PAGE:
What is Labor's response? For the past four years, Senator Conroy has been saying, `You are underfunding the regulator. You need to give them more.' Do you know what? Last October, we had an election and, under the charter of budget honesty, the Australian Labor Party was able to put their money on the table. They could not just come to an estimates hearing or to the Senate and make glib statements about the underfunding of the Australian Securities and Investments Commission. They had to come up with a policy. Senator Conroy just had 15 minutes to come up with a policy on corporate governance. He again failed to do so. There is no new policy. I think because we have repeated so often over the last few days how we have responded to ASIC's resourcing needs that he has given up criticising on that. But last October they had to go to the people and put down a document which had to be costed by Treasury on where a future Beazley government would spend money on corporate regulation. Do you know what Labor promised? An increase of $1.5 million a year. I think that is roughly less than one per cent.

Within a few weeks of coming back into government, this government increased ASIC's funding by some millions to resource them for their involvement in the HIH royal commission and other investigations. In the current budget, we increased their annual funding by a further $23 million; in fact, we increased it by over $90 million over the next four years. When Labor had the opportunity to put their money where their mouth was and to act instead of talking, they failed. They have had the opportunity every day since the election to give to the Australian people some alternative proposal for Corporations Law reform in this country, and they have not done it. What they have done is fallen into the trap of successive Labor governments—that is, to ignore Corporations Law as an ongoing part of economic policy in this country until there is a failure.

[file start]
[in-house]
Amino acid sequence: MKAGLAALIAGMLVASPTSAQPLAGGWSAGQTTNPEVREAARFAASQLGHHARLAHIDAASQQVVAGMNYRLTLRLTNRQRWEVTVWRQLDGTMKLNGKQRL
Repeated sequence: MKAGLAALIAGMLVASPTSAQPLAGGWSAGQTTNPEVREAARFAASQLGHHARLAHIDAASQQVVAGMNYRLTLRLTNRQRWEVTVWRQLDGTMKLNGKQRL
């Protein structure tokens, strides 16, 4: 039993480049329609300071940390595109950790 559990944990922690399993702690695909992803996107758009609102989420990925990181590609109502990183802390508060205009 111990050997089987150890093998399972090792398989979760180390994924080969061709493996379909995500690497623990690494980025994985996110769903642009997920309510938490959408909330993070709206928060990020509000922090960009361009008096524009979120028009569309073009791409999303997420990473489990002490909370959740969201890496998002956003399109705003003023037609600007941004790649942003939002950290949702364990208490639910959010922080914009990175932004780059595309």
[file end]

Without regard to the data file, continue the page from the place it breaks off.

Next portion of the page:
I commend an article by Professor Bob Baxt—the former head of the ACCC's predecessor—in a book called Collapse Incorporated, published by CCH, as a fine history of corporate regulation in Australia. To paraphrase Professor Baxt, Corporations Law in this country has tended to be a reaction by politicians to the political heat created by collapses. He eloquently describes the course of previous company collapses in Australia as being akin to Shakespearean tragedies, except that the players involved are usually less skilled.

The Labor Party has done it again this time. Instead of looking at policy in a coherent way and asking, `What are the fundamentals we are trying to achieve? How do we build a better company law? How do we ensure shareholders get quality information?' they say, `Let's have a knee-jerk reaction to the latest headline.' The government has an alternative approach. That is the approach shown under the Corporations Law Economic Reform Program, where we have consulted shareholders, investment groups and the institutions who manage the money of the mums and dads—the money on which they will rely in their retirement. We have developed reforms in a cohesive way, and that is how we will respond to the challenges facing the corporate world at the moment. We will not be rushed into a knee-jerk reaction. We will come up with sound policy that serves Australia for the decades ahead and not the short-term political requirements of an opposition without policy, direction or, most importantly, any philosophical framework.

We will ensure that Australia has improved auditor independence laws, that analyst independence is promoted by the law, and that the modern technology of information transfer through the Internet will enable investors to be more involved in their companies and receive better information in real time, and we will do so in a way that involves the business community. We will not slam through a piece of black-letter law and then have to wait two years for the Australian Accounting Standards Board to come up with an accounting standard.

The government support executive remuneration disclosure, but you need to do it in a way that is going to create good disclosure, not throw a new clause into the law and then say, `We will leave it to someone else to enforce it.' You do it in a considered way, and, if it means that you have to have a review to do it, then you should do so. You should involve the community in discussions about how you build a better Corporations Law in Australia. The government make no apologies for that. We will continue with our current stance on corporate law reform in this country. (Time expired)